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How to manage your money as a freelancer

The world is changing. The traditional jobs that required us to go to the office from 8am-5pm are rapidly changing. With more people exploring their talents and skills further without traditional employment, it is now more important for people to acquaint themselves with their personal finances. Traditionally, your employer would make sure that your tax is paid over to the taxman every month, provide you with an IRP5 during tax season, give you the opportunity to save and invest for your retirement etc; but as a freelancer/entrepreneur, you have to take care of all of these things and more!


As someone who works for themselves, you are often the marketing person, sales and accountant. You need to have systems in place to make sure that you are keeping track of everything going on. Admin (i.e. sending invoices, capturing payments, planning your diary etc) is a big part of running a business and should not be left to the last minute; if left unattended for too long, it can potentially cause a lot of strain on running your business.

When starting out, you do not need expensive software to help you with invoicing for example, good old excel works just fine until you can sustainably afford to purchase one

2. Separate your business and personal bank accounts

There are many advantages of keeping your personal finances and business accounts separate. One that is mostly compelling is because of Tax, it is much easier to keep track of your business expenses for tax purposes if you use a separate business account.

Another very good reason is that this will help you track your income and expenses (which by the way, you can potentially claim as deductions come tax season) within your business. This gives you clarity if your business is actually making money or not, allowing you the opportunity to reassess if your business strategy is working or not.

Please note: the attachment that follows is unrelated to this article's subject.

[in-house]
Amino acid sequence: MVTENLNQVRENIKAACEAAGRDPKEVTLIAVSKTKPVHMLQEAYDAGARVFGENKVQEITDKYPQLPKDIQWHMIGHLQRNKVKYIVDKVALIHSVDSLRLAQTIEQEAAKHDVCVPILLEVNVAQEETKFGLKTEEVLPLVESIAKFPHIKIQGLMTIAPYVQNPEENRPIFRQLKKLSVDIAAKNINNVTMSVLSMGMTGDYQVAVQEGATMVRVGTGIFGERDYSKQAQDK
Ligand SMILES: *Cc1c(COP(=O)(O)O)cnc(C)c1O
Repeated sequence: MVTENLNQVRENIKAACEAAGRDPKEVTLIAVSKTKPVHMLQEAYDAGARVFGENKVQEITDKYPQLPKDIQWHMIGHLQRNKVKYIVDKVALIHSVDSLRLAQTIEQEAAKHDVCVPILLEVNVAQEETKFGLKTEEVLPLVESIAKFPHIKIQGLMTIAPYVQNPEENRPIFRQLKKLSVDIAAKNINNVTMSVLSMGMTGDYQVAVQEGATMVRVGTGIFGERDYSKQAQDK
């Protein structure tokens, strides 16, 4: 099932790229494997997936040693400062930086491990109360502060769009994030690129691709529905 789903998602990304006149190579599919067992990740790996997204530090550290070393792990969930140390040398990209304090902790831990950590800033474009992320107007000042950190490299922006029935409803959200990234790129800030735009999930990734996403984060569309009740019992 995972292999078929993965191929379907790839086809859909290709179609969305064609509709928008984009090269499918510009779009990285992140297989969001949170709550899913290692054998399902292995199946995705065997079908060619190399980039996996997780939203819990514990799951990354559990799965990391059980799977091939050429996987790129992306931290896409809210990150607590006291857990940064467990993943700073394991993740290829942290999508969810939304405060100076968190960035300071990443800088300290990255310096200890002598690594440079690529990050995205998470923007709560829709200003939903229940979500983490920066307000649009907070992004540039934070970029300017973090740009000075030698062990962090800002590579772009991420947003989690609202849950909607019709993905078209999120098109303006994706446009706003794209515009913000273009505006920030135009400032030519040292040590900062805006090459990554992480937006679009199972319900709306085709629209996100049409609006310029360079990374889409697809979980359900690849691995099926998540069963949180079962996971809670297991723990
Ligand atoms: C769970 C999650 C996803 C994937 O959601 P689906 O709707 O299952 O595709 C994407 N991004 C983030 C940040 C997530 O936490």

It is a good idea as well to have a separate account where you transfer money into in anticipation of tax. Remember that for every payment you receive, you need to have the taxman in mind

3. Have a budget

A budget is your income less your expenses. Drawing up a budget helps you gain clarity on just how much your monthly needs are. This will help you figure out how much you need to pay yourself from the business.  As a freelancer, a budget clearly indicates to you just how much you need to be generating not only to be able to pay yourself a salary but to be able to carry the expenses of running your business.

Without this clear picture, being a freelancer can quickly get frustrating because of the fluctuating income. You need to stay on top of your budget by tracking your expenditure regularly. You can use different apps and an excel spreadsheet to do this, you can also use 22Seven. The app is free and available on any smartphone.

There are a few methods in which you can budget, you just need to find the one that best suits you:

  • 50/30/20 budgeting rule – this means that 50% of your income towards your needs; i.e. housing, transport, food etc 30% goes towards your wants like entertainment, holidays etc while 20% goes towards your savings, investments and paying off your debt